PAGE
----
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Legislators gripe about system they made, refuse to fix
We hear the same complaints again and again from legislators who talk a great game but when it comes to action are gutless wonders when it comes to budgeting and spending in Louisiana. If they’d just get it together, the public could revel in their silence with the problem solved.
That problem is, in times of fiscal stress as now, the state’s propensity is to conduct “funds sweeps” for “one-time money” in order to balance the budget. The state has hundreds of dedications of revenues and fees-for-service tucked into law and the Constitution, making for mostly hands off concerning about three-quarters of all monies coming into the treasury from state sources. Unencumbered funds go essentially only to three areas, with the majority to higher education and health care, so if forecast deficits for next year’s budget fall, the money only comes out of this quarter of the funding, disproportionately affecting these areas.
To soften the blow of further reductions on these areas, one strategy is to pass a bill that raids some of the hundreds of separate funds, which accumulate surpluses they probably never would use. That happens because the dedication set up for them is indiscriminate, by definition making their purposes equally as important as all others similarly situated but more important than areas without dedications, even if in the real world some state functions clearly should have much higher priority and need more funding than others subject to dedication. Thus the vacuuming procedure, a rebalancing of sorts to correct imbalances created by budgeting by autopilot.
Yet it’s tantamount to hypocrisy when you hear some legislators decrying the use of one-time money and/or in favor of making bigger cuts to state government as a whole because it is entirely within their power to change the system to get rid of a problem they created. With this current regime, with many dedicated dollars going to low-priority areas, one-time monies have to materialize to prevent ill-advised reductions. Loosen those dedications and the money could be appropriated to areas of need without having to dip into funds, because these pots would not be accumulating bucks and idly sitting by to be ladled out, with money having gone already to where it is best utilized.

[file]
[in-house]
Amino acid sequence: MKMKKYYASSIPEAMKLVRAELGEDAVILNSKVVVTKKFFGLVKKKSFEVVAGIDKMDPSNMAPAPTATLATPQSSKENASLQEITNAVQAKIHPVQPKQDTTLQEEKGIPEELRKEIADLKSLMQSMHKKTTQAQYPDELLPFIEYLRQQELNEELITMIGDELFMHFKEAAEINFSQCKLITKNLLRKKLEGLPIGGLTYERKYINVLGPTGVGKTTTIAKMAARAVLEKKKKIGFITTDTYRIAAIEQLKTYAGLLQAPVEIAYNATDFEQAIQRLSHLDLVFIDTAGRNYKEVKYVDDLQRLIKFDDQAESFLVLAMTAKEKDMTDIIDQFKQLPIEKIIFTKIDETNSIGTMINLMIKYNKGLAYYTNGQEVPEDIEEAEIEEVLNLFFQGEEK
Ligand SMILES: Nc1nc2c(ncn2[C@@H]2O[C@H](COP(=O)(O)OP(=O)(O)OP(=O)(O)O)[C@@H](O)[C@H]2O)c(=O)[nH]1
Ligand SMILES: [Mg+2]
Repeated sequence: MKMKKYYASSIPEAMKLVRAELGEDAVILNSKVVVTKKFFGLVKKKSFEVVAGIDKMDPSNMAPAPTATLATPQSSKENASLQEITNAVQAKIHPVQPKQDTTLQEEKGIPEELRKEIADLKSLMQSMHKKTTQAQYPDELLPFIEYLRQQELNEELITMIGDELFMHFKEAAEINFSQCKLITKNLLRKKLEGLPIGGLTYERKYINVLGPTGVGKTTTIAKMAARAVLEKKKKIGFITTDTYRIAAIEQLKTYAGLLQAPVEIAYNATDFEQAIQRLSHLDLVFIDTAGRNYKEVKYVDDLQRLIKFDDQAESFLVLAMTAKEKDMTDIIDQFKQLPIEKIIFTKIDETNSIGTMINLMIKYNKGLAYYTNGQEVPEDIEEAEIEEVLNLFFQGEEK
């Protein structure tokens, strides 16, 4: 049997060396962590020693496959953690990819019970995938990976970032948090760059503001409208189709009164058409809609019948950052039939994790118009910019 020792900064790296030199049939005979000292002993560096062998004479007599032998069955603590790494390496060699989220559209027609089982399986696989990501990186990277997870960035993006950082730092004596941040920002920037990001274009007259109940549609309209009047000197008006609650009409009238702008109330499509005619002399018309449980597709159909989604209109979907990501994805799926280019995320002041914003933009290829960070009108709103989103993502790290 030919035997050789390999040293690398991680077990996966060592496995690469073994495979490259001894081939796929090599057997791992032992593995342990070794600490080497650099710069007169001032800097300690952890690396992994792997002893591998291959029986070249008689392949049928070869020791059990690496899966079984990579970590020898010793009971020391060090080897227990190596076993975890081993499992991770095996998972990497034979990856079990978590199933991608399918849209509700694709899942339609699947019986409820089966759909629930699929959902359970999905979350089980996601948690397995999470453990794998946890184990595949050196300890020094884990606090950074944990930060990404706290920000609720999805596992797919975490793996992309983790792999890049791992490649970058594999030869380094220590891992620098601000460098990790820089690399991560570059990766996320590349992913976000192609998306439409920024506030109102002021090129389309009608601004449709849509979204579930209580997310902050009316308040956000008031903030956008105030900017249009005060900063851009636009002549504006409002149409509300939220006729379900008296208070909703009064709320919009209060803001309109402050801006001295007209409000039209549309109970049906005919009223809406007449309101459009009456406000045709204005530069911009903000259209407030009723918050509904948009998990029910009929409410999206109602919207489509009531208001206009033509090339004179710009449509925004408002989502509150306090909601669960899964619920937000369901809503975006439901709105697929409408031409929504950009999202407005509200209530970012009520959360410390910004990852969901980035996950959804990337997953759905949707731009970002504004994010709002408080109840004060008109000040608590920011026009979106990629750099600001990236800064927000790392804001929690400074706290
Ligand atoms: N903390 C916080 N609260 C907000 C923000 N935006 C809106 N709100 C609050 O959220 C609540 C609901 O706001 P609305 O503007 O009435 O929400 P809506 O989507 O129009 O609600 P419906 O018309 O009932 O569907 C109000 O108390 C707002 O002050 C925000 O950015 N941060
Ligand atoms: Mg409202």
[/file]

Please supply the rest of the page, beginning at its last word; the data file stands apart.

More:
But this shell game continues because legislators refuse even to take the initial steps to changing this system. Only a couple of years back the state’s Commission on Streamlining Government recommended that a number of the statutory (which are most) dedications be abolished at the end of fiscal year 2011. This was supposed to dovetail with R.S. 49:308.5 to set up a regular system of review of dedications for potential ending. Instead, nothing has been done to present either in whole or on a regular basis a partial list of funds that need termination, because lawmakers don’t want to become engaged in battles with the special interests than managed to wangle a dedication for a purpose, sometimes decades ago.
The current system also gives them a chance to disavow responsibility to deal with funding crises, if not to pontificate disingenuously about them. Instead of making choices and then having to live with the policy and electoral consequences of them, they throw up their hands while claiming them tied by dedications. The crassest then complain about how it’s bad practice to use one-time money – which they never would have to do if they weren’t such cowards on the surfeit of dedications to begin with.
Related to this problem is the number of tax exemptions, credits, and rebates that subsidize some activities that bring more costs to the state than benefits without any associated desirable nonpecuniary benefits, which themselves have no systematic review attached to them. Just two examples, which together if ended would be about enough to wipe out the forecast FY 2013 deficit: the film tax credits that have taken at least $440 million more out of the state treasury than put into it since their inception, and the state’s earned income tax credit that encourages reduced work effort and is rendered largely ineffective by generous welfare programs that in America that pay the average recipient under the poverty line $16,800 annually.
Posted by Jeff Sadow at 13:45